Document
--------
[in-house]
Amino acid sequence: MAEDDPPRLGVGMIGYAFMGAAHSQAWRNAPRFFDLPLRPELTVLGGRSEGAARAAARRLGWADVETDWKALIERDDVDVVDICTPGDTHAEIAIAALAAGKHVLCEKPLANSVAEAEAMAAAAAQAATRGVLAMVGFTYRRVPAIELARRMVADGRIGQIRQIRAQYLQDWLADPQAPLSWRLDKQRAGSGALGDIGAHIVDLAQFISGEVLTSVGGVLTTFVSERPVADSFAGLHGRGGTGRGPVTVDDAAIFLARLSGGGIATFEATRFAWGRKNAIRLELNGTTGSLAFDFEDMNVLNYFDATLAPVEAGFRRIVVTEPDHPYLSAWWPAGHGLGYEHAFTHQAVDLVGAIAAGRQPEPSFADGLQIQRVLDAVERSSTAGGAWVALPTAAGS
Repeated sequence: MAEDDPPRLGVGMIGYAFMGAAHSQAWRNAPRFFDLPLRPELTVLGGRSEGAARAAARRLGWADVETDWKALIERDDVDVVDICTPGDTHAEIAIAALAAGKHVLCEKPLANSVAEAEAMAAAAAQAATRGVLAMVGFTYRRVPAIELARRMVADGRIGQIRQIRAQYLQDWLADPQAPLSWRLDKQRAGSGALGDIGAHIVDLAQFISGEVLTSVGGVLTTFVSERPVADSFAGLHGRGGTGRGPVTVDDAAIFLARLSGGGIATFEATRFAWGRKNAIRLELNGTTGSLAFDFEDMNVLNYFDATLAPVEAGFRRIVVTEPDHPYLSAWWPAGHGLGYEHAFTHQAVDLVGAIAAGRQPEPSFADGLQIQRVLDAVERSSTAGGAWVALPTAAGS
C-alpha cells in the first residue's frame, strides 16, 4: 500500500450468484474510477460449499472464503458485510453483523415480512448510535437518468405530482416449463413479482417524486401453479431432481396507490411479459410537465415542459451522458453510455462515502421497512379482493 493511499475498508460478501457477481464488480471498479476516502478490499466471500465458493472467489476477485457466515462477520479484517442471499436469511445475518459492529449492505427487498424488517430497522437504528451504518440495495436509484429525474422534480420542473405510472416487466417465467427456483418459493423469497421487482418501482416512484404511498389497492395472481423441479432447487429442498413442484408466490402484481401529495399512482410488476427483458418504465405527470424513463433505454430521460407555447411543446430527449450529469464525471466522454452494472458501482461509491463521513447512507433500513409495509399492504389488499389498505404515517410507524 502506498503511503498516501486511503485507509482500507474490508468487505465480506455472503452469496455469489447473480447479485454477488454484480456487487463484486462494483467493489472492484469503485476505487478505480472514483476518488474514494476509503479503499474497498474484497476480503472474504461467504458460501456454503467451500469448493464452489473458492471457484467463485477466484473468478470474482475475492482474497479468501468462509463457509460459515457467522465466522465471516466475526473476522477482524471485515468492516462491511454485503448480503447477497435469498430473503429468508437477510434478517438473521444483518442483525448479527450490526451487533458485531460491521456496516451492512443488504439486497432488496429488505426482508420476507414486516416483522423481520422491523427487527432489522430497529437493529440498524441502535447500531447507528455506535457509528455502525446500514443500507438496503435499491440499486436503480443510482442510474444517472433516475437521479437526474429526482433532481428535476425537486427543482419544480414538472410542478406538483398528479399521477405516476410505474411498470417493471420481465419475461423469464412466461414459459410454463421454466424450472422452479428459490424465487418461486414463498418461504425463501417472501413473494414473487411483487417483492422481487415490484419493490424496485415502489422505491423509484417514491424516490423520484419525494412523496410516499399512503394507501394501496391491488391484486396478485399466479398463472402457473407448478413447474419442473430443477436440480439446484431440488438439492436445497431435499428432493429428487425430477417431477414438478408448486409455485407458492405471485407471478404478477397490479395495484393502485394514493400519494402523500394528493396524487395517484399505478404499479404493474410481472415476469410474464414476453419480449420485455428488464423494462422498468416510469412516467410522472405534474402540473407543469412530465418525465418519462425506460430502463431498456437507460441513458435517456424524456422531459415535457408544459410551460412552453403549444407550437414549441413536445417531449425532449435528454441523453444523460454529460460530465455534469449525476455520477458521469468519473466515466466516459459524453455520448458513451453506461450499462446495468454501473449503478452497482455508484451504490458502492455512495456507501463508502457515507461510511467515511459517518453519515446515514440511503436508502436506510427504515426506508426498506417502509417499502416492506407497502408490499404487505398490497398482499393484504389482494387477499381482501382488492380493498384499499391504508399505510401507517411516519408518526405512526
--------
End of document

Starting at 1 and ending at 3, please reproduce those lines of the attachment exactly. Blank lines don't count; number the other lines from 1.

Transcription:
[in-house]
Amino acid sequence: MAEDDPPRLGVGMIGYAFMGAAHSQAWRNAPRFFDLPLRPELTVLGGRSEGAARAAARRLGWADVETDWKALIERDDVDVVDICTPGDTHAEIAIAALAAGKHVLCEKPLANSVAEAEAMAAAAAQAATRGVLAMVGFTYRRVPAIELARRMVADGRIGQIRQIRAQYLQDWLADPQAPLSWRLDKQRAGSGALGDIGAHIVDLAQFISGEVLTSVGGVLTTFVSERPVADSFAGLHGRGGTGRGPVTVDDAAIFLARLSGGGIATFEATRFAWGRKNAIRLELNGTTGSLAFDFEDMNVLNYFDATLAPVEAGFRRIVVTEPDHPYLSAWWPAGHGLGYEHAFTHQAVDLVGAIAAGRQPEPSFADGLQIQRVLDAVERSSTAGGAWVALPTAAGS
Repeated sequence: MAEDDPPRLGVGMIGYAFMGAAHSQAWRNAPRFFDLPLRPELTVLGGRSEGAARAAARRLGWADVETDWKALIERDDVDVVDICTPGDTHAEIAIAALAAGKHVLCEKPLANSVAEAEAMAAAAAQAATRGVLAMVGFTYRRVPAIELARRMVADGRIGQIRQIRAQYLQDWLADPQAPLSWRLDKQRAGSGALGDIGAHIVDLAQFISGEVLTSVGGVLTTFVSERPVADSFAGLHGRGGTGRGPVTVDDAAIFLARLSGGGIATFEATRFAWGRKNAIRLELNGTTGSLAFDFEDMNVLNYFDATLAPVEAGFRRIVVTEPDHPYLSAWWPAGHGLGYEHAFTHQAVDLVGAIAAGRQPEPSFADGLQIQRVLDAVERSSTAGGAWVALPTAAGS